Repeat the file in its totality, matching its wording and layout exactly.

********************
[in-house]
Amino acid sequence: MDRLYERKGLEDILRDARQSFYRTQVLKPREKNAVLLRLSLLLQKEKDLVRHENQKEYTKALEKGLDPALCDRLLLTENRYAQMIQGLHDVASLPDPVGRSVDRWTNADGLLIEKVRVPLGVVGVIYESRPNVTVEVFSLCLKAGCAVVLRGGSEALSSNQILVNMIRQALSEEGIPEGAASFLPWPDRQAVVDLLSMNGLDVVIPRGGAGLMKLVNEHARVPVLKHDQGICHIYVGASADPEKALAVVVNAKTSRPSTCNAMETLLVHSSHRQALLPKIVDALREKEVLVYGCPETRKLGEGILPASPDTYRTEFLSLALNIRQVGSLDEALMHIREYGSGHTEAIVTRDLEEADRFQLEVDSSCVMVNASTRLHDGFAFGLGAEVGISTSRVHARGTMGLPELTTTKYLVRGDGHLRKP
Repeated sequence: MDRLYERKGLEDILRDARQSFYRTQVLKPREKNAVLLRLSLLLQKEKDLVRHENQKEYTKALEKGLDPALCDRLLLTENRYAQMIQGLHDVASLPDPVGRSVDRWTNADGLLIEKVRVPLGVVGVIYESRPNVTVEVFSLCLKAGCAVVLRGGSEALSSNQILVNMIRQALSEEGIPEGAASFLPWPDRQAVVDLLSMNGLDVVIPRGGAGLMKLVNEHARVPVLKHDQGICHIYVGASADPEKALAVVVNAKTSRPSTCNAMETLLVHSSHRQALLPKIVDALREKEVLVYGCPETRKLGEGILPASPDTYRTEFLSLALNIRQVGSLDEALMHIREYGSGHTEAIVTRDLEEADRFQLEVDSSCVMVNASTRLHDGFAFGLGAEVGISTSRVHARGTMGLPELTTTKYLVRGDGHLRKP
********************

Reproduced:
[in-house]
Amino acid sequence: MDRLYERKGLEDILRDARQSFYRTQVLKPREKNAVLLRLSLLLQKEKDLVRHENQKEYTKALEKGLDPALCDRLLLTENRYAQMIQGLHDVASLPDPVGRSVDRWTNADGLLIEKVRVPLGVVGVIYESRPNVTVEVFSLCLKAGCAVVLRGGSEALSSNQILVNMIRQALSEEGIPEGAASFLPWPDRQAVVDLLSMNGLDVVIPRGGAGLMKLVNEHARVPVLKHDQGICHIYVGASADPEKALAVVVNAKTSRPSTCNAMETLLVHSSHRQALLPKIVDALREKEVLVYGCPETRKLGEGILPASPDTYRTEFLSLALNIRQVGSLDEALMHIREYGSGHTEAIVTRDLEEADRFQLEVDSSCVMVNASTRLHDGFAFGLGAEVGISTSRVHARGTMGLPELTTTKYLVRGDGHLRKP
Repeated sequence: MDRLYERKGLEDILRDARQSFYRTQVLKPREKNAVLLRLSLLLQKEKDLVRHENQKEYTKALEKGLDPALCDRLLLTENRYAQMIQGLHDVASLPDPVGRSVDRWTNADGLLIEKVRVPLGVVGVIYESRPNVTVEVFSLCLKAGCAVVLRGGSEALSSNQILVNMIRQALSEEGIPEGAASFLPWPDRQAVVDLLSMNGLDVVIPRGGAGLMKLVNEHARVPVLKHDQGICHIYVGASADPEKALAVVVNAKTSRPSTCNAMETLLVHSSHRQALLPKIVDALREKEVLVYGCPETRKLGEGILPASPDTYRTEFLSLALNIRQVGSLDEALMHIREYGSGHTEAIVTRDLEEADRFQLEVDSSCVMVNASTRLHDGFAFGLGAEVGISTSRVHARGTMGLPELTTTKYLVRGDGHLRKP